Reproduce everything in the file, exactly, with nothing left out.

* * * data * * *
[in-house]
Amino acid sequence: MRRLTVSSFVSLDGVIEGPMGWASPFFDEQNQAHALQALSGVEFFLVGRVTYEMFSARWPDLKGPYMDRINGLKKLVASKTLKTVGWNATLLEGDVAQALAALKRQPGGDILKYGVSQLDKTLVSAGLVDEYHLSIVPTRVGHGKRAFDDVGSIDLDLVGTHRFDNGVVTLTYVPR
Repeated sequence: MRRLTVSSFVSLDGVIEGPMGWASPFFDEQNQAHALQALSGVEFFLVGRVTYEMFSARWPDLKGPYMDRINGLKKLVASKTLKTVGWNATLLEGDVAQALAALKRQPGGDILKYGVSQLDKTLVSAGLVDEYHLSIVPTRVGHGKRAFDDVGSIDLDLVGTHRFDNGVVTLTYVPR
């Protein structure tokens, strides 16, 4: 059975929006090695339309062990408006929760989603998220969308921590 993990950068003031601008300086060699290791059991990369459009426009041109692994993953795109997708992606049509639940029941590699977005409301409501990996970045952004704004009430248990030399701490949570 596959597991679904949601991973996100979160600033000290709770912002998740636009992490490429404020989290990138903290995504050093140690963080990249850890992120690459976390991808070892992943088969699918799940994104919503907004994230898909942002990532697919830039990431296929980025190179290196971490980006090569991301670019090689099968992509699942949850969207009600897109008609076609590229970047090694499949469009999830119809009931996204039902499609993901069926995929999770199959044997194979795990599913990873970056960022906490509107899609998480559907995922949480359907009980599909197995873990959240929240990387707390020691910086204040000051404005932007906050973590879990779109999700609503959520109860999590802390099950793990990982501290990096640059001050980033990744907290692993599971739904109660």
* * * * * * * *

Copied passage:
[in-house]
Amino acid sequence: MRRLTVSSFVSLDGVIEGPMGWASPFFDEQNQAHALQALSGVEFFLVGRVTYEMFSARWPDLKGPYMDRINGLKKLVASKTLKTVGWNATLLEGDVAQALAALKRQPGGDILKYGVSQLDKTLVSAGLVDEYHLSIVPTRVGHGKRAFDDVGSIDLDLVGTHRFDNGVVTLTYVPR
Repeated sequence: MRRLTVSSFVSLDGVIEGPMGWASPFFDEQNQAHALQALSGVEFFLVGRVTYEMFSARWPDLKGPYMDRINGLKKLVASKTLKTVGWNATLLEGDVAQALAALKRQPGGDILKYGVSQLDKTLVSAGLVDEYHLSIVPTRVGHGKRAFDDVGSIDLDLVGTHRFDNGVVTLTYVPR
């Protein structure tokens, strides 16, 4: 059975929006090695339309062990408006929760989603998220969308921590 993990950068003031601008300086060699290791059991990369459009426009041109692994993953795109997708992606049509639940029941590699977005409301409501990996970045952004704004009430248990030399701490949570 596959597991679904949601991973996100979160600033000290709770912002998740636009992490490429404020989290990138903290995504050093140690963080990249850890992120690459976390991808070892992943088969699918799940994104919503907004994230898909942002990532697919830039990431296929980025190179290196971490980006090569991301670019090689099968992509699942949850969207009600897109008609076609590229970047090694499949469009999830119809009931996204039902499609993901069926995929999770199959044997194979795990599913990873970056960022906490509107899609998480559907995922949480359907009980599909197995873990959240929240990387707390020691910086204040000051404005932007906050973590879990779109999700609503959520109860999590802390099950793990990982501290990096640059001050980033990744907290692993599971739904109660």